Rep. Isaac Schultz (R–Elmdale) says his constituents “believe in the 2nd amendment), believe in law-abiding gun owners having the right and the opportunity to own and possess firearms … to defend and protect the constitutional rights of law-abiding gun owners in this state.”
He was in favor of the amendment because the “provision included currently in this omnibus bill, it fits with the Democrat’s agenda. Go after the law-abiding people of this state, go after the people who aren’t committing crimes in this state, restrict their rights, gather their data, and at the same time make it easier for the criminals of this state to continue to commit crimes.”
The amendment was not adopted, 61-70.
Stand Your Ground Amendment
Rep. Lisa Demuth (R–Cold Spring) offered an A13 amendment, also know as the “Defense of Dwelling and Person Act” or “Stand Your Ground.” She said it would enable people to defend themselves in their dwelling from an attack by an intruder. She said 28 states allow “no duty to retreat from an attacker in any place in which a person is lawfully present.”
Rep. Moller said it is also referred to as the Shoot First amendment. “People in Minnesota already have the right to self-defense, but this amendment allows for an encouraging of escalation of violence when that violence is avoidable.” She said istates with this law have seen an increase in homicides, with racial disparities.
“I cannot believe that we’re offering this amendment within a week of hearing about situations in other states,” she added, “whether someone drives up the wrong driveway and gets shot. Someone accidentally tries to enter a car by mistake and they get shot. Someone rings the doorbell of a house by mistake and they get shot. A child loses a ball in another yard and they get shot. This is a very extreme amendment.”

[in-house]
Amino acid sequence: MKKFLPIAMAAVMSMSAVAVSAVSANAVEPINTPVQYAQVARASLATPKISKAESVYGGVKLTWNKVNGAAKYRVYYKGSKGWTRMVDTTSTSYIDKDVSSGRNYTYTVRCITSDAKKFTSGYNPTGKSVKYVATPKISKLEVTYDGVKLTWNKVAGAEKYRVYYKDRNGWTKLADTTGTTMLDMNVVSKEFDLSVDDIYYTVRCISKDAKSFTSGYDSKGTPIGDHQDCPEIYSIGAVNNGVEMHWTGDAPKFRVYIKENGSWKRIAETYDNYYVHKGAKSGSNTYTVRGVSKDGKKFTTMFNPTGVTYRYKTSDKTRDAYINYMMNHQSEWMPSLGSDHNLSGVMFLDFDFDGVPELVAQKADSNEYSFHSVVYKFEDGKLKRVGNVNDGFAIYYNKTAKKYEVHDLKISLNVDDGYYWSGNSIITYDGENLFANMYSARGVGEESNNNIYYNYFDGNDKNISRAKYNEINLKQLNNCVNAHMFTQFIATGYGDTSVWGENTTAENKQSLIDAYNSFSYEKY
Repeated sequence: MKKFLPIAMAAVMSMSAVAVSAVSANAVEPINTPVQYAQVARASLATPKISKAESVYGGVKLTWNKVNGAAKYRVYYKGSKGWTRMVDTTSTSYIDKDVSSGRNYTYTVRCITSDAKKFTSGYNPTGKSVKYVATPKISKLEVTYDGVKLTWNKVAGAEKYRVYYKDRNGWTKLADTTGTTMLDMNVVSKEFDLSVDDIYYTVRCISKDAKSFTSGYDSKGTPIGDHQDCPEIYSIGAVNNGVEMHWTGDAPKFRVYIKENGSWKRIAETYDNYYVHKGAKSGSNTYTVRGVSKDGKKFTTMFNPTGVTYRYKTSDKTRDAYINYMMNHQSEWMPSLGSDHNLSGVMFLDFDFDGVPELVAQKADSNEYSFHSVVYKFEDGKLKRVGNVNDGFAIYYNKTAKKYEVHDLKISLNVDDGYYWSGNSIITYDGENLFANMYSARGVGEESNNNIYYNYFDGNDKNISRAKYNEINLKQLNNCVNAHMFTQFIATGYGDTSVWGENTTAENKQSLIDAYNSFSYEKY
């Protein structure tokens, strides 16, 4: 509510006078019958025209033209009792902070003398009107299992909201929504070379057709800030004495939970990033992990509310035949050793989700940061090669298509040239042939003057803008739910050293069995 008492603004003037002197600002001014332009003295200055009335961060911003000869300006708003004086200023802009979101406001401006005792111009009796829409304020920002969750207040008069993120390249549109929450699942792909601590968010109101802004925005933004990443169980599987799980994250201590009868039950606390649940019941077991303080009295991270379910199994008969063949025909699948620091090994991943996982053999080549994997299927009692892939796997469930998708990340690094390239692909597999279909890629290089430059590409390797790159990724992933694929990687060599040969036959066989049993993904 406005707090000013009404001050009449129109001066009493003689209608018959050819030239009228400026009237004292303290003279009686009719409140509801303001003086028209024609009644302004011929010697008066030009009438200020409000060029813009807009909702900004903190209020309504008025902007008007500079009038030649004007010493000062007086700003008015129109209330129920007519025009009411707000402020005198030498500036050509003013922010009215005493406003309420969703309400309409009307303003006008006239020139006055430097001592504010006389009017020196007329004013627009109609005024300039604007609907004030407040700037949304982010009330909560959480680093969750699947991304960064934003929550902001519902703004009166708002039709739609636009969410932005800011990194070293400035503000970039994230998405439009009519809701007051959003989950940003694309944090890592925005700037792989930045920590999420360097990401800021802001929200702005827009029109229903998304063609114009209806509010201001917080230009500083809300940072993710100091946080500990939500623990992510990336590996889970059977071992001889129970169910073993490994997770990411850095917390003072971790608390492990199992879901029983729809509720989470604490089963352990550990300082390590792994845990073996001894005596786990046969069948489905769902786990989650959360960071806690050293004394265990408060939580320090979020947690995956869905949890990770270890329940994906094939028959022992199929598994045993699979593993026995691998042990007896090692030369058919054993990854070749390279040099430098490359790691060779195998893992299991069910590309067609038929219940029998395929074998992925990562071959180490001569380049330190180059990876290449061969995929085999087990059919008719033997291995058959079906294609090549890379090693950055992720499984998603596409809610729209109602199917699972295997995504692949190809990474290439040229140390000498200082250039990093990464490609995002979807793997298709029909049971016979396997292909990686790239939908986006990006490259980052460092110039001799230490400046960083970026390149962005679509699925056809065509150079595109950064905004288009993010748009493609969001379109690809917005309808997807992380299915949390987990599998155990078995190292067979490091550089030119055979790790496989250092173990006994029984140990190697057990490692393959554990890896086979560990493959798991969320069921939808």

The amendment was not adopted: 62 yeas, 69 nays
Trying Youth as Adults
Rep. Anne Neu Brindley (R–North Branch) proposed an A29 amendment to require juveniles who commit “heinous crimes” to be tried as an adult.
That amendment, and others, became the subject of length points of order discussions about whether the amendment is germane to the bill, since they didn’t relate specifically to provisions made in the bill.
Rep. Pat Garofalo (R–Farmington) referenced the omnibus bill as a Moriarty-Moller Crime Bill — referring to the new Hennepin County attorney general who has reform-minded approaches to juvenile justice — and was repeatedly reminded that it is not appropriate to refer to legislation or speak to motives of elected officials. He indicated that the more the DFL says he cannot call the bill the Moriarty-Moller Crime Bill, the more people will want to, and that Moller has not been copyrighted by the DFL yet.